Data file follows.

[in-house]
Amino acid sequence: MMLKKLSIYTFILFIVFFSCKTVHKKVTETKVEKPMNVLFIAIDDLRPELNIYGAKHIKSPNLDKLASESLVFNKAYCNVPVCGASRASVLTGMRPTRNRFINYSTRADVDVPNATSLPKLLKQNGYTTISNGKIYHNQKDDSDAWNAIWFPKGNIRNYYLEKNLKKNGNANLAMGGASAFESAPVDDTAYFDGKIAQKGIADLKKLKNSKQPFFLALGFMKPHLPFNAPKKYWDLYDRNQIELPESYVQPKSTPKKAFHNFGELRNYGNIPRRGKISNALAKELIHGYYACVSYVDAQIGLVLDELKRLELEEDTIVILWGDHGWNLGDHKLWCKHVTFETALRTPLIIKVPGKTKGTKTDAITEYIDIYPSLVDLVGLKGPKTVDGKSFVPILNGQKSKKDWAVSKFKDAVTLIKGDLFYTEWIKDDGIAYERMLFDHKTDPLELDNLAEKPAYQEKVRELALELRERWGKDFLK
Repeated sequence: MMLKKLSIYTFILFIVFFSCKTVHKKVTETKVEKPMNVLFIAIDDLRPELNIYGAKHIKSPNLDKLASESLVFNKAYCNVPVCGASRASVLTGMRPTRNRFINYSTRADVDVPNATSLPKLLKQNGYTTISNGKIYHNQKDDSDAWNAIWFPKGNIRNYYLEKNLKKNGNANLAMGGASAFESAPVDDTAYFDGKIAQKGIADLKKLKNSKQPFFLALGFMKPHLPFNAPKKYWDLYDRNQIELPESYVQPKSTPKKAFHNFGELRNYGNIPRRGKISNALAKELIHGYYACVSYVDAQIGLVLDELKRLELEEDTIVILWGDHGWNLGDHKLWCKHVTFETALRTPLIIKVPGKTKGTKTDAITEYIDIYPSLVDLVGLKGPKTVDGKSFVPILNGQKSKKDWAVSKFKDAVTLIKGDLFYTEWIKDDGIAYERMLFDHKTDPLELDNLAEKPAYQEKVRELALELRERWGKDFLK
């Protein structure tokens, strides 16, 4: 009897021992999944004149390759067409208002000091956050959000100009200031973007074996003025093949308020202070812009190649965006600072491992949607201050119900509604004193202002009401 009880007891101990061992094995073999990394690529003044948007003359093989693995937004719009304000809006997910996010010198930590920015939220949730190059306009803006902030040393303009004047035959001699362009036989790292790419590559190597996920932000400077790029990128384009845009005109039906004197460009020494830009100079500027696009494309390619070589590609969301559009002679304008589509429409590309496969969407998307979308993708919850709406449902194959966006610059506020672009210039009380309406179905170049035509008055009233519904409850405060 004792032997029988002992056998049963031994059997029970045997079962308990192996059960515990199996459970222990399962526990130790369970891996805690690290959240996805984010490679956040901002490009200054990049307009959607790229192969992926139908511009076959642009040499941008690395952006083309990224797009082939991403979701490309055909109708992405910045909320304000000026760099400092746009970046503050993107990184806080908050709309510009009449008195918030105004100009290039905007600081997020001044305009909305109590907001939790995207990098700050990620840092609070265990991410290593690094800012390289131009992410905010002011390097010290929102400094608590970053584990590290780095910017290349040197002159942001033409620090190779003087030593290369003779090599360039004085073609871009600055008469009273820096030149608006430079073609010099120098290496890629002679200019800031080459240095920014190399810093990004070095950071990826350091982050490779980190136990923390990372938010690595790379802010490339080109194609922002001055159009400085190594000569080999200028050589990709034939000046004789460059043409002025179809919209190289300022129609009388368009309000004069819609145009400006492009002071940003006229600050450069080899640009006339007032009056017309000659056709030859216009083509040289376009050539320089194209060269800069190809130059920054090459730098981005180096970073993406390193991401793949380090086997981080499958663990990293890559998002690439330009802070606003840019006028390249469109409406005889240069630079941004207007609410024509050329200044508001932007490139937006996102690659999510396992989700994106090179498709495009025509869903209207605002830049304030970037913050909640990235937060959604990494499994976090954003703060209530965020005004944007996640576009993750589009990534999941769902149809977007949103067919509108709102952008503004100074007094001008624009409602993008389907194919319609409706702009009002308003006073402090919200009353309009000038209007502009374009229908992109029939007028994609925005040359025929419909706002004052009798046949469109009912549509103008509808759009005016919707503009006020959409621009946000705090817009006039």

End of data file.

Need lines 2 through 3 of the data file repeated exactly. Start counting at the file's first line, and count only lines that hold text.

Amino acid sequence: MMLKKLSIYTFILFIVFFSCKTVHKKVTETKVEKPMNVLFIAIDDLRPELNIYGAKHIKSPNLDKLASESLVFNKAYCNVPVCGASRASVLTGMRPTRNRFINYSTRADVDVPNATSLPKLLKQNGYTTISNGKIYHNQKDDSDAWNAIWFPKGNIRNYYLEKNLKKNGNANLAMGGASAFESAPVDDTAYFDGKIAQKGIADLKKLKNSKQPFFLALGFMKPHLPFNAPKKYWDLYDRNQIELPESYVQPKSTPKKAFHNFGELRNYGNIPRRGKISNALAKELIHGYYACVSYVDAQIGLVLDELKRLELEEDTIVILWGDHGWNLGDHKLWCKHVTFETALRTPLIIKVPGKTKGTKTDAITEYIDIYPSLVDLVGLKGPKTVDGKSFVPILNGQKSKKDWAVSKFKDAVTLIKGDLFYTEWIKDDGIAYERMLFDHKTDPLELDNLAEKPAYQEKVRELALELRERWGKDFLK
Repeated sequence: MMLKKLSIYTFILFIVFFSCKTVHKKVTETKVEKPMNVLFIAIDDLRPELNIYGAKHIKSPNLDKLASESLVFNKAYCNVPVCGASRASVLTGMRPTRNRFINYSTRADVDVPNATSLPKLLKQNGYTTISNGKIYHNQKDDSDAWNAIWFPKGNIRNYYLEKNLKKNGNANLAMGGASAFESAPVDDTAYFDGKIAQKGIADLKKLKNSKQPFFLALGFMKPHLPFNAPKKYWDLYDRNQIELPESYVQPKSTPKKAFHNFGELRNYGNIPRRGKISNALAKELIHGYYACVSYVDAQIGLVLDELKRLELEEDTIVILWGDHGWNLGDHKLWCKHVTFETALRTPLIIKVPGKTKGTKTDAITEYIDIYPSLVDLVGLKGPKTVDGKSFVPILNGQKSKKDWAVSKFKDAVTLIKGDLFYTEWIKDDGIAYERMLFDHKTDPLELDNLAEKPAYQEKVRELALELRERWGKDFLK